Thursday, September 17, 2009

Who is the tall dark stranger there? Maverick is the name.

Maverick remains one of the classic TV westerns that emerged from the genre's heyday, from the mid 50s to the mid 60s. It followed the success of Cheyenne, Warner Bros. first Western to appear on television courtesy of ABC. At that time ABC was a fledgling network that needed to bolster its roster against Sunday night favorites The Steve Allen Show and The Ed Sullivan Show. It asked Warner Bros. to provide them with a series that would help increase their ratings. Cheyenne debuted in 1955 as one of three rotating dramas on Warner Bros. Presents, appearing every three weeks along with television versions of Casablanca and Kings Row. Cheyenne quickly became a favorite and set the stage for several more Warner Bros. created westerns including Bronco Lane, Sugarfoot, The Lawman, and Colt 45. For the most part these were traditionally structured westerns with recognizable good guys and bad guys with the hero always triumphant in the end. Maverick started out in the same vein when it debuted in 1957, but creator turned producer Roy Huggins had other ideas and instituted the novel changes that transformed Maverick into a landmark television show.

Maverick had been designed as a one star show, but due to its six-day filming schedule and with James Garner as the only actor, not enough episodes were being produced to fill ABC's need. The decision was made to create a brother for Brett Maverick, Bart Maverick, played by Jack Kelly. Kelly joined the series in the eighth episode. The prevailing concept was that Bart's character was to be written as if it were Brett's character and writers were told to think of Brett even when they were writing about Bart. The only difference was in the acting style of both men. Indeed, only one script was written specifically for Kelly. Kelly's character had to dress exactly like Brett, with the same colors, clothing and style. The costumes worn by the Maverick brothers were more reminiscent of the dark sinister outfits assosciated with villains.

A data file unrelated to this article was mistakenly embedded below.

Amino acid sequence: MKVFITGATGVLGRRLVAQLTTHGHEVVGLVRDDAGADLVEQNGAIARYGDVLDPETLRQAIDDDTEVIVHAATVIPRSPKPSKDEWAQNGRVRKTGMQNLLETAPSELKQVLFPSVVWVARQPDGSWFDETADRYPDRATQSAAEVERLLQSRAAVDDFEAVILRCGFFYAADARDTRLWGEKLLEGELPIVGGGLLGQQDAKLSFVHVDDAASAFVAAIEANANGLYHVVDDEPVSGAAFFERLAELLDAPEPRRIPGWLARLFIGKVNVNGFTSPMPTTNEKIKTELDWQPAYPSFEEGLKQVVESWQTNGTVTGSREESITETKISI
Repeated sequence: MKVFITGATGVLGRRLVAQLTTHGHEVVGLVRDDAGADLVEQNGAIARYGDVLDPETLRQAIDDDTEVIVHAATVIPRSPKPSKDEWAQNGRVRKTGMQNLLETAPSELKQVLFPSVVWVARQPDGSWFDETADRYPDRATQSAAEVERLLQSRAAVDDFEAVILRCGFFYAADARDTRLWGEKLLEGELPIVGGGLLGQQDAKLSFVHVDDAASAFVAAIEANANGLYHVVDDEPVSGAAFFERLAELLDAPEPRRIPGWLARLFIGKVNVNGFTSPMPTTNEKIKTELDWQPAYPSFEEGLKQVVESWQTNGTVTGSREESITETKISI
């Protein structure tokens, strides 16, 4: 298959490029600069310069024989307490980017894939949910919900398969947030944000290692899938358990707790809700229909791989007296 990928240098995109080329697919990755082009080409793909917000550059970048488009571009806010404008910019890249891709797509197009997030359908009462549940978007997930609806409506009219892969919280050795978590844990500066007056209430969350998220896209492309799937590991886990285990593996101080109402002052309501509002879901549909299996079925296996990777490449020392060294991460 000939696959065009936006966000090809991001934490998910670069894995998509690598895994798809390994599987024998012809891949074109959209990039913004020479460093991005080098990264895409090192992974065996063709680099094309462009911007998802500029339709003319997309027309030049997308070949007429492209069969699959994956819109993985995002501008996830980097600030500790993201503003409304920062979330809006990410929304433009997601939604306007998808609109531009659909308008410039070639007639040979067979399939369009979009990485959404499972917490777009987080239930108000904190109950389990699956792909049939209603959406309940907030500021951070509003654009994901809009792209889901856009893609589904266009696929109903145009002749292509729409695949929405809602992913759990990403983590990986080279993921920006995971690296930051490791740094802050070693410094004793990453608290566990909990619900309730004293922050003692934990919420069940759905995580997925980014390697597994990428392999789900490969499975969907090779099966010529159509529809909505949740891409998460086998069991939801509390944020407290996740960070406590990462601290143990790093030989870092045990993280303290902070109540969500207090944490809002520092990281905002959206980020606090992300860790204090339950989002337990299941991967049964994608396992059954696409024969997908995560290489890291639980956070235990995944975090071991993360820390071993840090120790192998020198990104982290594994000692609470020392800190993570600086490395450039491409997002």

One of the major twists developed by Huggins was to insert an element of comedy and satire into the series and presenting Brett and Bart as rather self-serving card sharks roaming from riverboat to saloon looking for an easy way to make money and avoiding serious consequences at all costs. They were not the fastest guns in the West and their confrontations usually ended in a victorious fist fight. Each week's episode featured either Brett or Bart and a few times they appeared together. There were several recurrent guest stars including Efrem Zimbalist, Jr. as Dandy Jim Buckley and Diane Brewster as Samantha Crawford, a shady lady who gave the Maverick brothers a run for their money.

Along with other writers Huggins fashioned scripts that included spoofs of Bonanza and Gunsmoke. The Gunsmoke episode was entitled Gun Shy and featured a hick Marshall named Mort Dooley. An hysterical sendup of Bonanza had the Maverick brothers involved with Joe Wheelwright and his three sons Moose, Henry, and Small Paul. In an episode titled Hadley's Hunters all of the actors from Warner Bros. other westerns appeared as their characters, with Edd "Kookie" Byrnes of 77 Sunset Strip cast as a blacksmith.

In 1960 James Garner left the show over a contract dispute and Warner Bros. brought in Roger Moore to play cousin Beau Maverick. Moore left the series complaining about the lack of quality in the scripts he was receiving. That led Warner Bros. to bring in a third Maverick relative Brent Maverick played by Robert Colbert, who lasted only one season. That left Jack Kelly appearing in 13 original episodes alternating with reruns of episodes featuring Garner until the series was canceled in 1962.

Maverick is still considered an iconic western. It was full of fun and spoofery and represented a successful attempt to imbue the traditional Western with comedic elements.


  1. Saz, I saw the "Gun Shy" episode a couple of years ago and thoroughly enjoyed it. But it's hard to replicate a unique series like MAVERICK, though the networks certainly tried. There was the 1978 TV-movie THE NEW MAVERICK, a short-lived TV series called YOUNG MAVERICK, and the 1981 revival BRET MAVERICK with Garner back in his famous role. But none of them clicked. Garner was the best part of the big screen adaptation of the series with Mel Gibson.

  2. Thank Goodness we can still see this series every weekday on the Encore Western Cable Channel I loved this show as a child and love it more now.

  3. There are several episodes of this series from its first two seasons (when Roy Huggins helmed it) that match any extant filmed narrative ("Shady Deal at Sunny Acres," "According to Hoyle," "The Saga of Waco Williams," "Stampede," "The Jail at Junction Flats"). One correction, though: while you were wise to use the Wikipedia article about the series that I wrote (under various Wiki-guises) for research, you should correct the spelling of Garner's character's name from "Brett" to "Bret." (I guess Huggins was a Bret Harte fan.)

  4. I loved Maverick... still do. James Garner is one of the finest actors ever. I'm just bummed that my favorite movie of his isn't in the poll on this page.... My Fellow Americans was brilliant.